by Molly Jane Kremer and Jarrod Jones. Rebirth is upon us. And we’re on board for the change that’s to come.

You know the score by now: brand-new debuts, all-new creative teams, and best of all? Competitive cover prices. At $2.99 a pop, DC Comics has all but rolled out the red carpet for every kind of reader there is: new, lapsed, or die-hard. So in the third week of Rebirth, we’re soldering ahead with our new limited series — REBIRTH IN REVIEW — where we’ll evaluate the latest batch of debuts from the publisher to see what, precisely, is what.

Oh, and to provide you extra incentive to check out all these new books, we’ve included galleries of preview images from each issue alongside its respective review. We’ve embraced change! Let’s see if DC has too.


Hellblazer: Rebirth #1

Written by Simon Oliver.

Art by Moritat. 

Colors by Moritat and Andre Szymanowicz.

Letters by Sal Cipriano. 

MJ: The new Hellblazer: Rebirth issue is an enjoyable read, even if it’s the third relaunch of the irascible Mr. Constantine’s comic in as many years. This time, it’s under the able pen of a Vertigo vet, Simon Oliver, who will hopefully snag more of a readership for the title. Oliver doesn’t overwrite—a fault of a few current DC writers—giving the pages room to breathe, and the art room to show more of the story. He has a wonderful handle on the characters as well, and, to be candid, I can’t help but appreciate a Brit’s ear writing British characters’ dialogue.

Extremely jarring was an appearance by Wonder Woman, Shazam, and Swamp Thing, that felt entirely pasted in to forcibly, irritatingly remind you that yes, this is still a comic that takes place within the DC Universe. (The scene is so off-tone and sudden that I half-thought they misprinted some of the eight-page centerfold ads/previews a page late.) I did enjoy the position of authority given Wonder Woman in this interaction (seeing her almost attack Swamp Thing gave me horrifying flashbacks to Wonder Woman #36 though… ugh…), but the scene is still utterly irrelevant to the issue itself; and considering New 52 Shazam previously had the vocabulary of a not-so-precocious twelve-year-old, it added to the pages’ oddness to hear him use words like “amongst” in normal conversation.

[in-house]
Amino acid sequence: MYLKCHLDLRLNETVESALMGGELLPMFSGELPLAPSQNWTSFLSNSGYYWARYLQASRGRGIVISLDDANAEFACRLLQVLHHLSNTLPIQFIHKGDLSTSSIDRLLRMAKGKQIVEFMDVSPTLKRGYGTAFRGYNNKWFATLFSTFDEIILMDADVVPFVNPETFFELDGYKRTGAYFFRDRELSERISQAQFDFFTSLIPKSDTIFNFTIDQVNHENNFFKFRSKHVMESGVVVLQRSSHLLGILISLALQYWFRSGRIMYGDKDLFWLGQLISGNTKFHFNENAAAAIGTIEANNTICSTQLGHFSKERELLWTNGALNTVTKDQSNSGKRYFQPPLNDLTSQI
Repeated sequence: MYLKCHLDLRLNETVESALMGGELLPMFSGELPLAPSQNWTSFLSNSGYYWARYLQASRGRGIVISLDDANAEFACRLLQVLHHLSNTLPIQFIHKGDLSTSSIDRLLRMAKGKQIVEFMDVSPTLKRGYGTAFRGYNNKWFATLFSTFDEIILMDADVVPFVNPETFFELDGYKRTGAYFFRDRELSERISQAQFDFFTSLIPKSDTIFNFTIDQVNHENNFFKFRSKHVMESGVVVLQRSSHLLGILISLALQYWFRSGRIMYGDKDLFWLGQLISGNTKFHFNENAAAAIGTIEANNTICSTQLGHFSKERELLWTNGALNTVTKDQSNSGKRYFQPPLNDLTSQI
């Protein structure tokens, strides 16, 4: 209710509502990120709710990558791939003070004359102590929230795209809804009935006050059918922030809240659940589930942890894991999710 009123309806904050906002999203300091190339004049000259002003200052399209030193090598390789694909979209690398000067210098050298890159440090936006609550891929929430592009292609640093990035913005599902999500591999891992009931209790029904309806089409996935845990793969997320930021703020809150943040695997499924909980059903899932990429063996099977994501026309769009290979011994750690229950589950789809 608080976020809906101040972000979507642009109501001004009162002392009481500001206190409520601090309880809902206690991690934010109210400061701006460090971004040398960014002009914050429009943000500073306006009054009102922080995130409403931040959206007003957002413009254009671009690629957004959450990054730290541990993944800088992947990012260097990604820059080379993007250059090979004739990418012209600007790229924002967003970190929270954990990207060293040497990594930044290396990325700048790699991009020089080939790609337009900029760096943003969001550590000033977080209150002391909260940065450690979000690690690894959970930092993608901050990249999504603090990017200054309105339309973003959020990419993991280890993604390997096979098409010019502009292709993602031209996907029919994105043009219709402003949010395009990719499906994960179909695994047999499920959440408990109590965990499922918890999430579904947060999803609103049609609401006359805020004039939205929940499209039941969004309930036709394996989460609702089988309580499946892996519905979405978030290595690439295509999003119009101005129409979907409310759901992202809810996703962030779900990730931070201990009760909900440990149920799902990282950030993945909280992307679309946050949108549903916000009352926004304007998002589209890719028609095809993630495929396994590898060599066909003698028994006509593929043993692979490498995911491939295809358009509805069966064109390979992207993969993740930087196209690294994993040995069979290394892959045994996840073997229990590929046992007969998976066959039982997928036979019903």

Unlike a few of the other Rebirth one-shots, Hellblazer isn’t assuming or dependent on familiarity with the preceding storyline. All that’s mentioned is that he was living in New York, and this issue succinctly explains why he left London, and also the whys and hows of his return — the ‘why’ is hilariously/unsettlingly the orange-faced blowhard who’s running for president. It’s one of a couple not-so veiled references to Trump, and whoo boy, Oliver better not be psychic, because the newspaper headlines on the last page are the spookiest thing in the whole comic.

Moritat and colorist Andre Szymanowicz (coloring parts Moritat didn’t) do an enjoyable if not incredibly exciting job on the art. The colors are a bit muddier than necessary, but the entire issue is still readable, and entertainingly so. This series feels the closest yet to the original Vertigo Hellblazer series, so obviously I’m looking forward to more.

7 out of 10

Justice League #1

Written by Bryan Hitch.

Art by Tony Daniel; inks by Sandu Florea.

Colors by Tomeu Morey.

Letters by Richard Starkings & Comicraft.

JJ: So here we are again, staring down the daunting prospect of yet another Justice League #1, nearly a full five years after the last time we all did that. (August 31, 2011, folks. Never forget.) Another superstar group of creators (this time, Bryan Hitch and Tony Daniel) assembled to steer DC’s superstar pantheon of heroes (plus another Green Lantern and minus J’onn J’onzz, because reasons that will never be satisfactory to me). Same as it ever was.